Gerald Vizenor creates masterful, truthful, surreal, and satirical fiction similar to the speculative fiction of Margaret Atwood and Neil Gaiman. In this imagined future, seven natives are exiled from federal sectors that have replaced federal reservations; they pursue the liberty of an egalitarian government on an island in Lake of the Woods. These seven narrators, known only by native nicknames, are related to characters in Vizenor's other novels and stories. Vizenor was the principal writer of the Constitution of the White Earth Nation, and this novel is a rich and critical commentary on the abrogation of the treaty that established the White Earth Reservation in 1867, and a vivid visualization of the futuristic continuation of the Constitution of the White Earth Nation, in 2034.
Gerald Vizenor weaves an engrossing historical portrayal of Native American soldiers in World War I. Blue Ravens is set at the start of the twentieth century in the days leading up to the Great War in France, and continues in combat scenes at Chateau-Thierry, Montbrehain, and Bois de Fays. The novel contains many of Vizenor's recurrent cultural themes--the power and irony of trickster stories, the privilege of survivance over victimry, natural reason and resistance. After serving in the American Expeditionary Forces, two brothers from the Anishinaabe culture return to the White Earth Reservation where they grew up. They eventually leave for a second time to live in Paris where they lead successful and creative lives. With a spirited sense of "chance, totemic connections, and the tricky stories of our natural transience in the world," Vizenor creates an expression of presence commonly denied Native Americans. Blue Ravens is a story of courage in poverty and war, a human story of art and literature from a recognized master of the postwar American novel and one of the most original and outspoken Native voices writing today. Check for the online reader's companion at blueravens.site.wesleyan.edu.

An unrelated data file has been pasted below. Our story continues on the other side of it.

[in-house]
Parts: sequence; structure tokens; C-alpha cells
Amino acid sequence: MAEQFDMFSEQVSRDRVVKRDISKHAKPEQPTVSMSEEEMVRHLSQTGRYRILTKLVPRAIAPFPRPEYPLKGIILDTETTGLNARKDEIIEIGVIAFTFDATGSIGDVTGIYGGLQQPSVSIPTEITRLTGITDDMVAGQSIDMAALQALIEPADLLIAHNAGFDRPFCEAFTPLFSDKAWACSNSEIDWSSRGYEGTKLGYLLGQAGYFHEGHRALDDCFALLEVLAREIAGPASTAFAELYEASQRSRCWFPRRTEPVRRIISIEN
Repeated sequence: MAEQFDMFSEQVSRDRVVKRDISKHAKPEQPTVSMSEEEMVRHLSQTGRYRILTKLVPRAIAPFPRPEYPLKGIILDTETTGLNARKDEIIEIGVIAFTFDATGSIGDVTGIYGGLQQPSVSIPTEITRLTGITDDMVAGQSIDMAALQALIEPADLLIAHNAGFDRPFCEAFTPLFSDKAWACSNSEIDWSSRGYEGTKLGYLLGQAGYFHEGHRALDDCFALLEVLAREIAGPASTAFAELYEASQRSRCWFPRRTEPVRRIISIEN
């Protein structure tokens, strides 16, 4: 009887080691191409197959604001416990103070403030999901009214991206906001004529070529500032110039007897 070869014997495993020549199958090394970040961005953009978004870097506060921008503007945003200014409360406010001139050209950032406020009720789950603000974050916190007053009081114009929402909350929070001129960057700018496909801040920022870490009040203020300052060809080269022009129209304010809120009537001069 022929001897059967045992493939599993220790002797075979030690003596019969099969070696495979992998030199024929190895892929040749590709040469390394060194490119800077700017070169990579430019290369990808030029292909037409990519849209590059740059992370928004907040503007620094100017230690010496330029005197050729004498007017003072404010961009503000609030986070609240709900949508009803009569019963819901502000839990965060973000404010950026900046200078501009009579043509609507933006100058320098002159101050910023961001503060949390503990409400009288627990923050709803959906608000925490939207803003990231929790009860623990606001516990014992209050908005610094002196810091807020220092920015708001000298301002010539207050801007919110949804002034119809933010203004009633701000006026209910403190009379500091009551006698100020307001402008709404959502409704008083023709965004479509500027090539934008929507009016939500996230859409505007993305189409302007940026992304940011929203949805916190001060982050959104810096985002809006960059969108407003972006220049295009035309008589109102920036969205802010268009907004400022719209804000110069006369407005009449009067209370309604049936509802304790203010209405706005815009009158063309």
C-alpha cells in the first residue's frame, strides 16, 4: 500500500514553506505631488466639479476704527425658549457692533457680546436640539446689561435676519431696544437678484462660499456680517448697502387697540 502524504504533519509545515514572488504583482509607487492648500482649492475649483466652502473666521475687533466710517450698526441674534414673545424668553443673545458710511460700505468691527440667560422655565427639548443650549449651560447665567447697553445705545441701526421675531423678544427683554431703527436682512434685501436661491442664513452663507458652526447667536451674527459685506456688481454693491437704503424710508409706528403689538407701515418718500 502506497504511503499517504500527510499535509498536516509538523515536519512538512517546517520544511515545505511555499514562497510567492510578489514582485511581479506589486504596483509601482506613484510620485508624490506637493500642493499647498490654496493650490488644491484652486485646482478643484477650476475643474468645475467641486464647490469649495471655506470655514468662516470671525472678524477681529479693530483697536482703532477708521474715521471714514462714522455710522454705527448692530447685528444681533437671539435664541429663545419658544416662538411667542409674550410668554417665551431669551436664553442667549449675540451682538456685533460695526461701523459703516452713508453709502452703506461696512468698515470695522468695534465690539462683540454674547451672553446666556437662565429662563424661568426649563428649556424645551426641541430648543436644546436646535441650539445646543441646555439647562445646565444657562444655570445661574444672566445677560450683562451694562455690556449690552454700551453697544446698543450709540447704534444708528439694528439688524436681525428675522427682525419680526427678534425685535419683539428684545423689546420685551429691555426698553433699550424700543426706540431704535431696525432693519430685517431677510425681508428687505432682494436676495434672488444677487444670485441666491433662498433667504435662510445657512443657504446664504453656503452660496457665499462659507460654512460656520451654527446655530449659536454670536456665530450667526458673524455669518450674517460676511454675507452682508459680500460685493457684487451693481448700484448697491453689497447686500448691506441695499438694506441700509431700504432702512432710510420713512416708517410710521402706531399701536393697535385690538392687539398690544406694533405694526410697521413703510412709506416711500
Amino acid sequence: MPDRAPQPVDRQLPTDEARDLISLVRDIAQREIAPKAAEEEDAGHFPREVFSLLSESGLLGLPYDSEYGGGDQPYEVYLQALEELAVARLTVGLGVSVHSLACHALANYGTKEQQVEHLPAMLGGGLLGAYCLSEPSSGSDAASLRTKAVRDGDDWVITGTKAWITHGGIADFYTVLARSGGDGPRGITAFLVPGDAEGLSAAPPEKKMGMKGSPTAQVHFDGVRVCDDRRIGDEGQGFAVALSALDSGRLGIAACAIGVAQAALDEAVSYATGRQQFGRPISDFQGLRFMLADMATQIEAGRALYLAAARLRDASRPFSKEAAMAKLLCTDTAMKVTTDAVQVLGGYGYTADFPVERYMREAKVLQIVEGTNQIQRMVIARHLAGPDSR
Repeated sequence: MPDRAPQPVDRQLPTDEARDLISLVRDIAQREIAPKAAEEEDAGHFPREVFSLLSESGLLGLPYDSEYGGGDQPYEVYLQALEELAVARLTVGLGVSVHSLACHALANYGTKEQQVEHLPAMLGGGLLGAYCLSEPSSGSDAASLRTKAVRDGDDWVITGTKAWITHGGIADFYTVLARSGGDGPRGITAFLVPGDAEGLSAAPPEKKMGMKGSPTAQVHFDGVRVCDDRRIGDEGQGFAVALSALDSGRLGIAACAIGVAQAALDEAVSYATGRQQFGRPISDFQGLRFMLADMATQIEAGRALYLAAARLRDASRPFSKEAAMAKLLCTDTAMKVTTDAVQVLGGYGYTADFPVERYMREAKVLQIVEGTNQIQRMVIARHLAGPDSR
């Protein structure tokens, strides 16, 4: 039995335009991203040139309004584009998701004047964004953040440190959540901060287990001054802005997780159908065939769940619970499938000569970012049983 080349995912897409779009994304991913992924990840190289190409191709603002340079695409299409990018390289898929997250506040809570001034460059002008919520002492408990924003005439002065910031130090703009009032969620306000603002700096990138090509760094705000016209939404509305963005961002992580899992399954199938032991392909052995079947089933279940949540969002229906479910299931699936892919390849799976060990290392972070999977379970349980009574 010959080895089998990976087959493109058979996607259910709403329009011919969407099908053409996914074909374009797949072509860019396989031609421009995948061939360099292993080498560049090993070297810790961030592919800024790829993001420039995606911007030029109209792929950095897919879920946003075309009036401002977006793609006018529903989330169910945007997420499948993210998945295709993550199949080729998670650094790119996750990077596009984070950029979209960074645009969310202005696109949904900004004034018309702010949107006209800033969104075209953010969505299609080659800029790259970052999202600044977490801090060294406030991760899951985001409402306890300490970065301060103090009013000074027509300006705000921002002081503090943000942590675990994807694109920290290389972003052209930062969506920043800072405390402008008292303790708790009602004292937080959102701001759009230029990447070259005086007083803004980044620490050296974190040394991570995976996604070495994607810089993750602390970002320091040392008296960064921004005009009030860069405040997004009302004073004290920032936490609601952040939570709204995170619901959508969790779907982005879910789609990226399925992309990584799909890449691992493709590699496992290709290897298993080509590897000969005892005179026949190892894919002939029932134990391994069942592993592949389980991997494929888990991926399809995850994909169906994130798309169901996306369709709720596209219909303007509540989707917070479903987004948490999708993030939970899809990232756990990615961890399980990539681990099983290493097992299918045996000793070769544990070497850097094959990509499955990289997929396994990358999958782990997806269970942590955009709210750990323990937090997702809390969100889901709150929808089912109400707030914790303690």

Tells the story of a group of tribal pilgrims who journey south toward freedo after the government invades their reservation to claim their sacred trees f fuel.
In traditional tribal creation myths, the earthdiver brings up dirt from the primal water to form the earth. The contemporary earthdivers in this collection of stories are mixed bloods, in the author's words "the mournful and whimsical heirs and survivors from that premier union between the daughters of the woodland shamans and white fur traders." Now they dive in un-known urban areas connecting dreams to earth in the same way that these stories connect metaphor to realities.Scholars have defined Indian identities that are meaningful to outsiders but they are unable to explain the intuitive oral tradition of tribal consciousness. These stories attempt to convey a sense of that tradition.